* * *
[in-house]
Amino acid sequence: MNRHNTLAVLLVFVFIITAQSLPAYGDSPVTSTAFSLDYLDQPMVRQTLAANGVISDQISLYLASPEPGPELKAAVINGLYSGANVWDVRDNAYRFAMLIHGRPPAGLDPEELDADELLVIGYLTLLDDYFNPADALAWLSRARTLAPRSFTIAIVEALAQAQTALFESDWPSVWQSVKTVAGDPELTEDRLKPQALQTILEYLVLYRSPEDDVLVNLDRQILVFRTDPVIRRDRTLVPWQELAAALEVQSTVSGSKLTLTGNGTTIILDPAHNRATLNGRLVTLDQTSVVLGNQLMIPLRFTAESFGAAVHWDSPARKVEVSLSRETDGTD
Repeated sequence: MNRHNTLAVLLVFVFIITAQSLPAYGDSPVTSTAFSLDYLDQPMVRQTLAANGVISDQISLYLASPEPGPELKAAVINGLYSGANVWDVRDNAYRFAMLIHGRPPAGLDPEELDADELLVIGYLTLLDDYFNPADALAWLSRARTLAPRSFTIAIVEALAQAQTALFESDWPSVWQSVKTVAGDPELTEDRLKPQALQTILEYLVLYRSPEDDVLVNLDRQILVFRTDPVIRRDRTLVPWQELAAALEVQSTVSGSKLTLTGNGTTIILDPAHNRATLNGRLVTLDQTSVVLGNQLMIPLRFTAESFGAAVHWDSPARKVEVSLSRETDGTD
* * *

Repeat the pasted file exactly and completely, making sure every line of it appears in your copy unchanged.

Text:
[in-house]
Amino acid sequence: MNRHNTLAVLLVFVFIITAQSLPAYGDSPVTSTAFSLDYLDQPMVRQTLAANGVISDQISLYLASPEPGPELKAAVINGLYSGANVWDVRDNAYRFAMLIHGRPPAGLDPEELDADELLVIGYLTLLDDYFNPADALAWLSRARTLAPRSFTIAIVEALAQAQTALFESDWPSVWQSVKTVAGDPELTEDRLKPQALQTILEYLVLYRSPEDDVLVNLDRQILVFRTDPVIRRDRTLVPWQELAAALEVQSTVSGSKLTLTGNGTTIILDPAHNRATLNGRLVTLDQTSVVLGNQLMIPLRFTAESFGAAVHWDSPARKVEVSLSRETDGTD
Repeated sequence: MNRHNTLAVLLVFVFIITAQSLPAYGDSPVTSTAFSLDYLDQPMVRQTLAANGVISDQISLYLASPEPGPELKAAVINGLYSGANVWDVRDNAYRFAMLIHGRPPAGLDPEELDADELLVIGYLTLLDDYFNPADALAWLSRARTLAPRSFTIAIVEALAQAQTALFESDWPSVWQSVKTVAGDPELTEDRLKPQALQTILEYLVLYRSPEDDVLVNLDRQILVFRTDPVIRRDRTLVPWQELAAALEVQSTVSGSKLTLTGNGTTIILDPAHNRATLNGRLVTLDQTSVVLGNQLMIPLRFTAESFGAAVHWDSPARKVEVSLSRETDGTD